Ford (1940) relates: “This tune seems to have a strong appeal among old‑time fiddlers. The writer has heard it at old fiddlers’ concerts from coast to coast. When played by a fiddler who loses himself in the swing of its rhythm, his listeners may hear the faint tinkle of anvils, the clinking of horseshoes, and the wetting of sickles and scythes and cradles. It is lively and exciting, yet soothing. The authorship is credited to an early sawmill owner, who set up his mill somewhere near the junction of the Ohio and Mississippi rivers. The first enterprise of its kind so far West, it created widespread interest among a people whose only means of producing building materials had been the ax, maul, wedge and rive, and the broadax and adz. Always referred to as ‘The Mississippi Sawyer,’ the millwright became a noted character and people congregated daily at his mill from miles around. It was a tradition among a later generation that the celebration following the test run of the mill was the occasion for a picnic that lasted for days. The picnickers came in covered wagons, well supplied with good things to eat, and pitched camp in the woods near the mill. All hands took part in handling the logs and lumber as the work got under way, and tables and a dance platform were speedily built of the first boards from the saw. After the day’s work an open‑air banquet was served by the woman, and when it was learned that the sawyer was also a fiddler he was immediately chosen by acclimation to play the opening tune of the dance. Thus came into being ‘The Mississippi Sawyer’, one of the rare old tunes of American fiddle lore.”
It was a ‘catagory tune’ for an 1899 fiddle contest in Gallatin, Tenn. Each fiddler would play his version of the tune; the rendition judged the best would win the fiddler a prize (C. Wolfe, The Devil’s Box, vol. 14, No. 4, 12/1/80).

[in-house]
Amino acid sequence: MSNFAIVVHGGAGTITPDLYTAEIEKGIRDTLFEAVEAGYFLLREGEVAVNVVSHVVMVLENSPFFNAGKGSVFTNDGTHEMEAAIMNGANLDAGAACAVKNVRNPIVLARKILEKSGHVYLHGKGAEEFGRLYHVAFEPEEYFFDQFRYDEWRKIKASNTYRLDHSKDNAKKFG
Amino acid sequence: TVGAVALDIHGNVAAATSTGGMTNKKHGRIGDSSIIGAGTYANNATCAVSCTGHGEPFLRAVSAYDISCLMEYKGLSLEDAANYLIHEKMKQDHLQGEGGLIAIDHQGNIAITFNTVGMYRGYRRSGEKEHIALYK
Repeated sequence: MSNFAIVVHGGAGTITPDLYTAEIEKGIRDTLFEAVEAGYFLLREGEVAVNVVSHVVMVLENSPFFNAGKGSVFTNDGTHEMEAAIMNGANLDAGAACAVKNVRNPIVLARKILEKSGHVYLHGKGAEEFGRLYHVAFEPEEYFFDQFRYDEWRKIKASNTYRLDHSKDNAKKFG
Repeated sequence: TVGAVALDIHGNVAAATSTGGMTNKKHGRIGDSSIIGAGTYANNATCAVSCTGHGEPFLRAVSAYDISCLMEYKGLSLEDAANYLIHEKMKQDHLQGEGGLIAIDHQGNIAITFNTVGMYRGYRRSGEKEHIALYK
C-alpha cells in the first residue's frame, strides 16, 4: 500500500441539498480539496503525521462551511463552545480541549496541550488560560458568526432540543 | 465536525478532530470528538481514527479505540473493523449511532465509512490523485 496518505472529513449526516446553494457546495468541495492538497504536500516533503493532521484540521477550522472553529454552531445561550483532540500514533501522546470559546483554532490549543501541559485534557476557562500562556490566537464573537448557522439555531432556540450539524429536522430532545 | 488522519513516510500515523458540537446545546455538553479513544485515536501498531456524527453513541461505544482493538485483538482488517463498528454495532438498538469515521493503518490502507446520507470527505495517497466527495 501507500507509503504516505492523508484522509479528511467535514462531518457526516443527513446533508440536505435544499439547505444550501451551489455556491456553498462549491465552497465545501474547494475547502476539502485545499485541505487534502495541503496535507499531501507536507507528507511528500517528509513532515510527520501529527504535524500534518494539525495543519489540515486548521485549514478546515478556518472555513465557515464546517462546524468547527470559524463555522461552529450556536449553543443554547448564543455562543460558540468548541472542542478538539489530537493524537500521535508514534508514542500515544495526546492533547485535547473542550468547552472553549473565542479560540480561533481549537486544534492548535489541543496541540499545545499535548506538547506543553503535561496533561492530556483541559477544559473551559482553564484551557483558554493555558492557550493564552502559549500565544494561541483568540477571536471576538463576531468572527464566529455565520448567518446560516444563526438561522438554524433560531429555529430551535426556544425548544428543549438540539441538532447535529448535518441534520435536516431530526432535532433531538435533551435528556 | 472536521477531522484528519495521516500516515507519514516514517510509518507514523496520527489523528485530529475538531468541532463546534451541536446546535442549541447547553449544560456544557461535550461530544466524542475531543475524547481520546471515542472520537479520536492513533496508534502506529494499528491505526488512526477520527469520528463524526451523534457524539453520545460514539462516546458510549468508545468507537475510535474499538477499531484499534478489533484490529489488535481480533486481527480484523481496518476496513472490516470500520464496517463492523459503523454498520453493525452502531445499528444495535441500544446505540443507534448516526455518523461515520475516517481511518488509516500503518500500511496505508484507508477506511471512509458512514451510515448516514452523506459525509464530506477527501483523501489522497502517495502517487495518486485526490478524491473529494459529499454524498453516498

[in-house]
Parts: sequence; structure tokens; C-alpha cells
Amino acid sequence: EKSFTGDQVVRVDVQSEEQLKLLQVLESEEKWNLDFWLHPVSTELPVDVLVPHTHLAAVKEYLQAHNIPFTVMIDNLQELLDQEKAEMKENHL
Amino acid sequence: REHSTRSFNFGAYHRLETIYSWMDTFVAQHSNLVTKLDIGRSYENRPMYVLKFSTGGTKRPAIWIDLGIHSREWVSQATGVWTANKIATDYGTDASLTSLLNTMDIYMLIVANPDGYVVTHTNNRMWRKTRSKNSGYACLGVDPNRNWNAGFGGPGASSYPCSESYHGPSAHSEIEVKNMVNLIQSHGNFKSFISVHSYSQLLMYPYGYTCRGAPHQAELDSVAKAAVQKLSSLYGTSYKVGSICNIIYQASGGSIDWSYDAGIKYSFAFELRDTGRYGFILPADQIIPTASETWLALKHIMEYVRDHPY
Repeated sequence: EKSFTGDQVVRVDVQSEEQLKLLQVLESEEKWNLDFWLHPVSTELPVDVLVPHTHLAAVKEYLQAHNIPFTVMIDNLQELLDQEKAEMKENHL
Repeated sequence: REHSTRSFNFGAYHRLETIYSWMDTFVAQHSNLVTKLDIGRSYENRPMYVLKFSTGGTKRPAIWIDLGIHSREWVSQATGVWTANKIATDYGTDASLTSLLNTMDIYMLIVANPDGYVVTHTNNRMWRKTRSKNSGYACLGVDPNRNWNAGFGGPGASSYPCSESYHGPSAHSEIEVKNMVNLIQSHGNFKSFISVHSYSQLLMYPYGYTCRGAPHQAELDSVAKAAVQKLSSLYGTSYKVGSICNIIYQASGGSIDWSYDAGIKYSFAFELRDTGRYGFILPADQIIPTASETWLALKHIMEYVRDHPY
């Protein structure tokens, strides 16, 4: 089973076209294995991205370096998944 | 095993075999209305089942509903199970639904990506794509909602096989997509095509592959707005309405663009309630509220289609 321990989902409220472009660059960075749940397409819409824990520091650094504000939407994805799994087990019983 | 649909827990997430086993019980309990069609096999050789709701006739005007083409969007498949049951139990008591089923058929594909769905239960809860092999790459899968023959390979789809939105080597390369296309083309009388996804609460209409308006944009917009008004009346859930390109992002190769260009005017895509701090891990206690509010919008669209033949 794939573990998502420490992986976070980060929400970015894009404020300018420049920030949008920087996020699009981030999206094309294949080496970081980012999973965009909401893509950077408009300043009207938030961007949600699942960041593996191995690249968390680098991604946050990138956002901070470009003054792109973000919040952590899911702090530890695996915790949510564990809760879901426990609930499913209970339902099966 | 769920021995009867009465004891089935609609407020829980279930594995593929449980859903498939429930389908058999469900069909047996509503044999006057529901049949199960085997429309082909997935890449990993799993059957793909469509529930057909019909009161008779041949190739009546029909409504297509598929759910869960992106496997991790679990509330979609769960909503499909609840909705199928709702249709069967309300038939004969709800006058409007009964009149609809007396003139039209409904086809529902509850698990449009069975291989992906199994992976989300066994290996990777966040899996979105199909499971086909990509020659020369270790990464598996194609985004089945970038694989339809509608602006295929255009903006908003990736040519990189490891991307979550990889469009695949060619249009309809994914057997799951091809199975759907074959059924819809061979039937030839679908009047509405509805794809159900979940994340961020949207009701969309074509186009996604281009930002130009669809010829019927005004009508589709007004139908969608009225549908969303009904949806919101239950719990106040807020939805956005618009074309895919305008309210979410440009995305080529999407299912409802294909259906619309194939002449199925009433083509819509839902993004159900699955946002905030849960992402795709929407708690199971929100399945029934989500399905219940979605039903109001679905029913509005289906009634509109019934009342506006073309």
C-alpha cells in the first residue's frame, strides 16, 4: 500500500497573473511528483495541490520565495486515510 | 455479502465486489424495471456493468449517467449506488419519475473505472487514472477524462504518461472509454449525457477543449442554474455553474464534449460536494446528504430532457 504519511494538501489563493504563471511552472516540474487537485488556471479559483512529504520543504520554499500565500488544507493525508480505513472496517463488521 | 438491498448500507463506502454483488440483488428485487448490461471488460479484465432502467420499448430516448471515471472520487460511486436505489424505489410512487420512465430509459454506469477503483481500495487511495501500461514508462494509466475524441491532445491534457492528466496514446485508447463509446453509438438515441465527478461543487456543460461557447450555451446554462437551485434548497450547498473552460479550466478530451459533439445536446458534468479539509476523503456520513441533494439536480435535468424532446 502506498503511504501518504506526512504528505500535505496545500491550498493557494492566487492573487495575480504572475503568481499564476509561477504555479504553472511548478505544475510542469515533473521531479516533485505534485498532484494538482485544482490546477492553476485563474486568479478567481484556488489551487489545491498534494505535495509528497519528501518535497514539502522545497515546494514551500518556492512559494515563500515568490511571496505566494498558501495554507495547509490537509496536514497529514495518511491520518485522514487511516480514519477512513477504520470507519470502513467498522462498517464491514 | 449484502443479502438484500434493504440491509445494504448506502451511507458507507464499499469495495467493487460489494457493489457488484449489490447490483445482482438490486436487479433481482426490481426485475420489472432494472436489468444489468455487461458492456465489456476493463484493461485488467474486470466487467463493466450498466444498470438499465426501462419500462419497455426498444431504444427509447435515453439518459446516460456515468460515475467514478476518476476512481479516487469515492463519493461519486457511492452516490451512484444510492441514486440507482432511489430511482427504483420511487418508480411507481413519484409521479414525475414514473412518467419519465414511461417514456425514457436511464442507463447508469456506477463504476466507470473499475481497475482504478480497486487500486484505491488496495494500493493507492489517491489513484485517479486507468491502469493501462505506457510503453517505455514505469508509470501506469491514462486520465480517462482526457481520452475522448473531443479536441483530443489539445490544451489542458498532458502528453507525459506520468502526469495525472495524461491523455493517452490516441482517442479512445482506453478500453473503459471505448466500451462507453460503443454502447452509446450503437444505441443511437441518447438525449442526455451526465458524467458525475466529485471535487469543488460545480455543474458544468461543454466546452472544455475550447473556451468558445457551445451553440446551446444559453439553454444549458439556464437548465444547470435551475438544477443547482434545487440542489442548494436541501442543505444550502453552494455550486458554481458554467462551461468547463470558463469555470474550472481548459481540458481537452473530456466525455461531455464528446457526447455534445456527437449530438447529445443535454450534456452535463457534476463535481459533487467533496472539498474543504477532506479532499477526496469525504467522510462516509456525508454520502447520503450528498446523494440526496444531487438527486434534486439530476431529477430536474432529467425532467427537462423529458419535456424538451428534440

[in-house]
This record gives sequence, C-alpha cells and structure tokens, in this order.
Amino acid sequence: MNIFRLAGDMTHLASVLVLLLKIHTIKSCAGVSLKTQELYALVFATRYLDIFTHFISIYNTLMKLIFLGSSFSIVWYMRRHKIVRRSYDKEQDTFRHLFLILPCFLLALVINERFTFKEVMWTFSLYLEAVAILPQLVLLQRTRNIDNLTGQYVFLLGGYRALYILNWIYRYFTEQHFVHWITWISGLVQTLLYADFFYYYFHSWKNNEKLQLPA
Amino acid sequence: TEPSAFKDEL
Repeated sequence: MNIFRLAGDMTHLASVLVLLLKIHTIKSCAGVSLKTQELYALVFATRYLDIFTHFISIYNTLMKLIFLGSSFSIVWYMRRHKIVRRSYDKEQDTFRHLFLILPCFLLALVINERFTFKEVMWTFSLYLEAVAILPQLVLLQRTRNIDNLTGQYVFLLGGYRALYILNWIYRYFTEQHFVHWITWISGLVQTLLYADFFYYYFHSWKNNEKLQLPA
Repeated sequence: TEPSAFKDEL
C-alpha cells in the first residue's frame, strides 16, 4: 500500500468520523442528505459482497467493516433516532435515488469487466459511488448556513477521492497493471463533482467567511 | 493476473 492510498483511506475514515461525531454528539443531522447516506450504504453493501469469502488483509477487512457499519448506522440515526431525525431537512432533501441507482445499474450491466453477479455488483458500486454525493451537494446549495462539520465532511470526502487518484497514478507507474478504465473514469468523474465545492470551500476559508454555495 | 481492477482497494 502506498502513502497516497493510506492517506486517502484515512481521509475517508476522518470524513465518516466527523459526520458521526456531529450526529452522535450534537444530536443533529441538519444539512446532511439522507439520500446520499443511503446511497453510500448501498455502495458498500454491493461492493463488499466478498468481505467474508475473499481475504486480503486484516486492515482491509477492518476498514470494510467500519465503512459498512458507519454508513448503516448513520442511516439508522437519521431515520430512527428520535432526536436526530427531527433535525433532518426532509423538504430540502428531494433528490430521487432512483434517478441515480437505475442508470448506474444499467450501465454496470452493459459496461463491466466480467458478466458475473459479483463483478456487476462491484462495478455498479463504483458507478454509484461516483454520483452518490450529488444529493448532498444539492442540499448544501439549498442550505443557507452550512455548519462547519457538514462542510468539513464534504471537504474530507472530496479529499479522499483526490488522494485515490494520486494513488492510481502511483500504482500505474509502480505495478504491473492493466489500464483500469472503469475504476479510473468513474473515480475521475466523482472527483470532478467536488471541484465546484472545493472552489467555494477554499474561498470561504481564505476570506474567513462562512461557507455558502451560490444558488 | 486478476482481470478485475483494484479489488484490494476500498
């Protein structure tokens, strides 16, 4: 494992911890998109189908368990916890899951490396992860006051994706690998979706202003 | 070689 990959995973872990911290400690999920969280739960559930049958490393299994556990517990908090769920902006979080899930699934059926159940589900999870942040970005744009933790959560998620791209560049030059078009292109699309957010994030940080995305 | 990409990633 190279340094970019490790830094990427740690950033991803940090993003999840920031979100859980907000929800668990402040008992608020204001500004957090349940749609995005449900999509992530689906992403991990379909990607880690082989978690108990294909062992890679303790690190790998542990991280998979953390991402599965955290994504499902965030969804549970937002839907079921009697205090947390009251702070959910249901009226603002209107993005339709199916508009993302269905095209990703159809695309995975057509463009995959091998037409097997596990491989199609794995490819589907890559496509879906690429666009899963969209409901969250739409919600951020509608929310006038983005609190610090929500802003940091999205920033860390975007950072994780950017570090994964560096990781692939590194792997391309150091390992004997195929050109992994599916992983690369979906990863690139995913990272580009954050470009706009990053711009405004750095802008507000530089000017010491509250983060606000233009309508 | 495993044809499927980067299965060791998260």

Emmett Lundy of Galax, Virginia, said: “This tune is a little difficult to play; they ain’t many fiddlers that can lay it. They play at it, but they don’t get all of it” (Reiner & Anick, 1989). He reportedly felt that fiddlers who did not note with the fourth finger but instead slid up with the third finger did not play the tune correctly. It was in the repertory of early 20th century Arizona fiddler Kenner C. Kartchner (Shumway) and also in repertoires of Uncle Jimmy Thompson (Texas, Tennessee), and Uncle Bunt Stevens (Tennessee), and Buffalo Valley, Pa., region Harry Daddario. The tune was recorded for the Library of Congress by musicologist/folklorist Vance Randolph from Ozark Mountain fiddlers in the early 1940′s, and by Herbert Halpert in 1939 from the playing of Mississippi fiddlers W.E. Claunch, Stephen B. Tucker and Hardy Sharpe. “Mississippi Sawyer” is one of ‘100 essential Missouri tunes’ listed by Missouri fiddler Charlie Walden. Virginia old-time musician Wade Ward played a wonderful, crooked, version of the melody. Interestingly, the Kessinger Brother’s recording of “Mississippi Sawyer” was re-released in Québec, with a French title, “Le Reel Gaspesien.” 78 RPM recordings were numerous (Gus Meade lists 23 early commercial sides), the earliest being Don Richardson (1916). This was followed by releases by Al Hopkins (1926), Uncle Jimmy Thompson (1926, as “Karo”), Ernest Stoneman (1927), Gid Tanner (1928), and the Kessinger Brothers (1929). Arkie the Arkansas Woodchopper recorded it in 1941.